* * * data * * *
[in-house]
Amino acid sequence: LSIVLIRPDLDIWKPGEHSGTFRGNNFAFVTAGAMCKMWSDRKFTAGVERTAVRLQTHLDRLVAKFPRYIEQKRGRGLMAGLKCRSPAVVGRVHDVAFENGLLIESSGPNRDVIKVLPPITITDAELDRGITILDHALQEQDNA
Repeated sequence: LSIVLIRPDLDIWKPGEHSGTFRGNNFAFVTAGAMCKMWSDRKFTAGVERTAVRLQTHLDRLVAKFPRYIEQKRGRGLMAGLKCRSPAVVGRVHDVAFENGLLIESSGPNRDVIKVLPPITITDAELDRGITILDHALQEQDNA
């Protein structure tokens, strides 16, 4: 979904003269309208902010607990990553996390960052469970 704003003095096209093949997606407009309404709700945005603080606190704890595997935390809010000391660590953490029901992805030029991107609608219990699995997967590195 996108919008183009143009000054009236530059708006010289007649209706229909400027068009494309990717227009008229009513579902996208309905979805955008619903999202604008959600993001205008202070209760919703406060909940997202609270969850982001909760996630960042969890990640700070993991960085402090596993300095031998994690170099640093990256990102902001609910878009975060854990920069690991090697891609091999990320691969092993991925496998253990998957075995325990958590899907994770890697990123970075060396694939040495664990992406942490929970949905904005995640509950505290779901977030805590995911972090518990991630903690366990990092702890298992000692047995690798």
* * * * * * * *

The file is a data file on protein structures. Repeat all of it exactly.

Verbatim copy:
[in-house]
Amino acid sequence: LSIVLIRPDLDIWKPGEHSGTFRGNNFAFVTAGAMCKMWSDRKFTAGVERTAVRLQTHLDRLVAKFPRYIEQKRGRGLMAGLKCRSPAVVGRVHDVAFENGLLIESSGPNRDVIKVLPPITITDAELDRGITILDHALQEQDNA
Repeated sequence: LSIVLIRPDLDIWKPGEHSGTFRGNNFAFVTAGAMCKMWSDRKFTAGVERTAVRLQTHLDRLVAKFPRYIEQKRGRGLMAGLKCRSPAVVGRVHDVAFENGLLIESSGPNRDVIKVLPPITITDAELDRGITILDHALQEQDNA
């Protein structure tokens, strides 16, 4: 979904003269309208902010607990990553996390960052469970 704003003095096209093949997606407009309404709700945005603080606190704890595997935390809010000391660590953490029901992805030029991107609608219990699995997967590195 996108919008183009143009000054009236530059708006010289007649209706229909400027068009494309990717227009008229009513579902996208309905979805955008619903999202604008959600993001205008202070209760919703406060909940997202609270969850982001909760996630960042969890990640700070993991960085402090596993300095031998994690170099640093990256990102902001609910878009975060854990920069690991090697891609091999990320691969092993991925496998253990998957075995325990958590899907994770890697990123970075060396694939040495664990992406942490929970949905904005995640509950505290779901977030805590995911972090518990991630903690366990990092702890298992000692047995690798």